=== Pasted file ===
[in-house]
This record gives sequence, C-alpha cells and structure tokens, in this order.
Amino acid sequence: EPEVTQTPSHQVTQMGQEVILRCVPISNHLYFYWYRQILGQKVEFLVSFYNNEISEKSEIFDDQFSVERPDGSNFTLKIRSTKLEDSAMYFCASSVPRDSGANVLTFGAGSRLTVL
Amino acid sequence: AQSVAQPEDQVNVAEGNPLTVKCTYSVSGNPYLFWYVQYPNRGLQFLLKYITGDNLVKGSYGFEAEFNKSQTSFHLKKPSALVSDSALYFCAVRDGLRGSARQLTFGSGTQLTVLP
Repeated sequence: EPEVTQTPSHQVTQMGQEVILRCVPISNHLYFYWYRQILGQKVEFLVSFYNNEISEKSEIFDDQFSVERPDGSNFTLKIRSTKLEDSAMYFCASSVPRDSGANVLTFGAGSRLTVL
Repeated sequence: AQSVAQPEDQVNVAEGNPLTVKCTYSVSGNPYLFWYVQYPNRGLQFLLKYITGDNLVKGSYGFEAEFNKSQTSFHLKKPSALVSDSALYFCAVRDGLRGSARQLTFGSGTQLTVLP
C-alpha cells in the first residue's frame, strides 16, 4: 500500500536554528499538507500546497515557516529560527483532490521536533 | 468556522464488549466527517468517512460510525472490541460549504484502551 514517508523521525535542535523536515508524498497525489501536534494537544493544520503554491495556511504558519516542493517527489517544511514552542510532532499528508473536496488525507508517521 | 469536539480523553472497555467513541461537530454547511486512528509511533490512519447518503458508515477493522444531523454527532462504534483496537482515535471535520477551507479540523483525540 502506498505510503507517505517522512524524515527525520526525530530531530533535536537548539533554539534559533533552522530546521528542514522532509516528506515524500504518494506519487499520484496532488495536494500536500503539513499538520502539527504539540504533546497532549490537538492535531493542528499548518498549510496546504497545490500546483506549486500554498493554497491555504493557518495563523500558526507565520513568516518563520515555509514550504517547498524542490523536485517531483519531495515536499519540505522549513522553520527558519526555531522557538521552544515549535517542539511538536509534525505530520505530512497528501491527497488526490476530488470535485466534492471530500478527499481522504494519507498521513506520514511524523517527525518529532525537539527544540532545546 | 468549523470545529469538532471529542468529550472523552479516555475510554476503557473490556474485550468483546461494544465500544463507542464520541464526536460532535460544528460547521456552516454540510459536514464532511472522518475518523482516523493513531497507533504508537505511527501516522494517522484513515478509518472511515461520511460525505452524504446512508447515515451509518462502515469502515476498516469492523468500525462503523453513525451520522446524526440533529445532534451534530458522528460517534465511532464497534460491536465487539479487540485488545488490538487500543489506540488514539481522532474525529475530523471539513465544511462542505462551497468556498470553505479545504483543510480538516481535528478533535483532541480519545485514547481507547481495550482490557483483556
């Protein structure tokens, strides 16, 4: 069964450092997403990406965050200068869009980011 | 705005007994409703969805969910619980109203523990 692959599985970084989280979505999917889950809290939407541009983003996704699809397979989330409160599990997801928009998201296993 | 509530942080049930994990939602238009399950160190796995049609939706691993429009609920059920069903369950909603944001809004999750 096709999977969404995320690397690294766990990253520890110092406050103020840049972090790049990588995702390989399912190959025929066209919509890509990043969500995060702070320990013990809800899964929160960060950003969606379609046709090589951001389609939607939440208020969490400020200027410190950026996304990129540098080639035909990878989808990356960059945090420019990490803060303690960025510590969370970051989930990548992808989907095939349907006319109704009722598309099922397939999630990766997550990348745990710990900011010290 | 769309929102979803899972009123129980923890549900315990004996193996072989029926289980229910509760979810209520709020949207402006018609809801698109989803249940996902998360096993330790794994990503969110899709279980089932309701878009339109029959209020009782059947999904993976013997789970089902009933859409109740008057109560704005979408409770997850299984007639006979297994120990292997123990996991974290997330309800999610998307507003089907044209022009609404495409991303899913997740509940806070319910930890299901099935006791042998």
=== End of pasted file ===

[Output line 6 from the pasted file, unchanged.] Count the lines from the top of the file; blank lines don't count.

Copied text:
Repeated sequence: AQSVAQPEDQVNVAEGNPLTVKCTYSVSGNPYLFWYVQYPNRGLQFLLKYITGDNLVKGSYGFEAEFNKSQTSFHLKKPSALVSDSALYFCAVRDGLRGSARQLTFGSGTQLTVLP